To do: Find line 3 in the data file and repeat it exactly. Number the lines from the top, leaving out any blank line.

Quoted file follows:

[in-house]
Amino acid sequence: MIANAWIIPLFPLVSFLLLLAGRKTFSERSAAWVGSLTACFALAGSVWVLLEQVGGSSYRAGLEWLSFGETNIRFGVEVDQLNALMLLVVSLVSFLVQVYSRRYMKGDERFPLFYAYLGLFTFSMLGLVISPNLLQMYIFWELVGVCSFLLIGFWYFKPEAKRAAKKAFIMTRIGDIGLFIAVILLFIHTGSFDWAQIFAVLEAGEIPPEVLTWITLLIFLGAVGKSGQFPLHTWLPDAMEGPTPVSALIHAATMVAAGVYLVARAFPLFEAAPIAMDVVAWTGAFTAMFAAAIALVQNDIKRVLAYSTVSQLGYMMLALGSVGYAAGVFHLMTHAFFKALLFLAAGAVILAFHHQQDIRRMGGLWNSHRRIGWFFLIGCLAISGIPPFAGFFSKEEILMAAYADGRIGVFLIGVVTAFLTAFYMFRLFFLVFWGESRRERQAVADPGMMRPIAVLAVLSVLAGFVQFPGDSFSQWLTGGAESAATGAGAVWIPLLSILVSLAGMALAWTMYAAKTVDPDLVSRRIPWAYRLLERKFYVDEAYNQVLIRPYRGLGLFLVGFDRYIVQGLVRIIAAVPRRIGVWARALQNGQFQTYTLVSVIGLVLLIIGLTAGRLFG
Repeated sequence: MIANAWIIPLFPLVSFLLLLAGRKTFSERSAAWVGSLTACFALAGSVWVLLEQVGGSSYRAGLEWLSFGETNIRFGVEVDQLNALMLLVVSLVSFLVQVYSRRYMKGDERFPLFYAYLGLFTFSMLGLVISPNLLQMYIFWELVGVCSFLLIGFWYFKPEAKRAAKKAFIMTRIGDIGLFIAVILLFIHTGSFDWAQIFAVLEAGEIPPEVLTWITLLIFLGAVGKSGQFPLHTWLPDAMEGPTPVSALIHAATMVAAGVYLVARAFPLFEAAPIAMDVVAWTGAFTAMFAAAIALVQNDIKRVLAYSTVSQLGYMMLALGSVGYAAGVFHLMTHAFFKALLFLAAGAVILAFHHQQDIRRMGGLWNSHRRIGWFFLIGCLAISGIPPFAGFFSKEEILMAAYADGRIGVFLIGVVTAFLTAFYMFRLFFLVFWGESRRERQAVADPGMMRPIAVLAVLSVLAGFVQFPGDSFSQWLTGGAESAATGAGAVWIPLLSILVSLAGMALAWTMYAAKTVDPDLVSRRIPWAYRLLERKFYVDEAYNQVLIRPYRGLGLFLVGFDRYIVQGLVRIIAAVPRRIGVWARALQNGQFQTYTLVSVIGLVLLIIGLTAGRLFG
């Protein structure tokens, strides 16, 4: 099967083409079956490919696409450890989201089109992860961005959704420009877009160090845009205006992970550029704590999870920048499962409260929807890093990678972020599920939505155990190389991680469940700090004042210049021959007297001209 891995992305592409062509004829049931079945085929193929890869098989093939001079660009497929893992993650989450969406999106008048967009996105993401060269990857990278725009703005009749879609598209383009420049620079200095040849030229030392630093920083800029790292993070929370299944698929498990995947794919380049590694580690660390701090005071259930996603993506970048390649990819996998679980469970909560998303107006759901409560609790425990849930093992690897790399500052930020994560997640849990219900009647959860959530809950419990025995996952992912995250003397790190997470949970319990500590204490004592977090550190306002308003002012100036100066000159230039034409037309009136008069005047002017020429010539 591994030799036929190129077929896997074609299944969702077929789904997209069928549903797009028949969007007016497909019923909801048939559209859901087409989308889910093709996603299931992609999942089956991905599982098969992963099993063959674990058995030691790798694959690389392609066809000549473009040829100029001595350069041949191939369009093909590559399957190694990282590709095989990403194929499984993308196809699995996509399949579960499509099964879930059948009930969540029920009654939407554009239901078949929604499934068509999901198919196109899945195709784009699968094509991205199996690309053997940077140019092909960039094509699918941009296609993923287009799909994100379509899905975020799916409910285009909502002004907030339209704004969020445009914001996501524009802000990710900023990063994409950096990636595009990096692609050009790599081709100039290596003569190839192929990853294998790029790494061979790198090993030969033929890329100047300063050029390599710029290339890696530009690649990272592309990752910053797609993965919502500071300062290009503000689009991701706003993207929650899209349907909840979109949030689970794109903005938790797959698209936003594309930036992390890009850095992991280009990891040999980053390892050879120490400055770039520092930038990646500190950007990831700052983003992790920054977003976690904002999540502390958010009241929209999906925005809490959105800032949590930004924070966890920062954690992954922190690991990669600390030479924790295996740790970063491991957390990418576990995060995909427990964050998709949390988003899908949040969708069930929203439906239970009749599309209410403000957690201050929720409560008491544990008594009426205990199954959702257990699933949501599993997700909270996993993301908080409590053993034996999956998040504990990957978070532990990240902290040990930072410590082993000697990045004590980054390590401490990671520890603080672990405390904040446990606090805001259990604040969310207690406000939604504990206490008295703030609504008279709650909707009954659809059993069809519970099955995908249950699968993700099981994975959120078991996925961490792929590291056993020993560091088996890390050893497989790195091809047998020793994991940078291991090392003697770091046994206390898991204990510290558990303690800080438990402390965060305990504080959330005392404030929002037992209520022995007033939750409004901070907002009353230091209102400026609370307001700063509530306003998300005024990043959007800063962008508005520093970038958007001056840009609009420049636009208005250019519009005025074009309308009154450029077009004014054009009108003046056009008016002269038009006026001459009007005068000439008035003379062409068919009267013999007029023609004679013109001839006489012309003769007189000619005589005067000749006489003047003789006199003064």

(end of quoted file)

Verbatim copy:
Repeated sequence: MIANAWIIPLFPLVSFLLLLAGRKTFSERSAAWVGSLTACFALAGSVWVLLEQVGGSSYRAGLEWLSFGETNIRFGVEVDQLNALMLLVVSLVSFLVQVYSRRYMKGDERFPLFYAYLGLFTFSMLGLVISPNLLQMYIFWELVGVCSFLLIGFWYFKPEAKRAAKKAFIMTRIGDIGLFIAVILLFIHTGSFDWAQIFAVLEAGEIPPEVLTWITLLIFLGAVGKSGQFPLHTWLPDAMEGPTPVSALIHAATMVAAGVYLVARAFPLFEAAPIAMDVVAWTGAFTAMFAAAIALVQNDIKRVLAYSTVSQLGYMMLALGSVGYAAGVFHLMTHAFFKALLFLAAGAVILAFHHQQDIRRMGGLWNSHRRIGWFFLIGCLAISGIPPFAGFFSKEEILMAAYADGRIGVFLIGVVTAFLTAFYMFRLFFLVFWGESRRERQAVADPGMMRPIAVLAVLSVLAGFVQFPGDSFSQWLTGGAESAATGAGAVWIPLLSILVSLAGMALAWTMYAAKTVDPDLVSRRIPWAYRLLERKFYVDEAYNQVLIRPYRGLGLFLVGFDRYIVQGLVRIIAAVPRRIGVWARALQNGQFQTYTLVSVIGLVLLIIGLTAGRLFG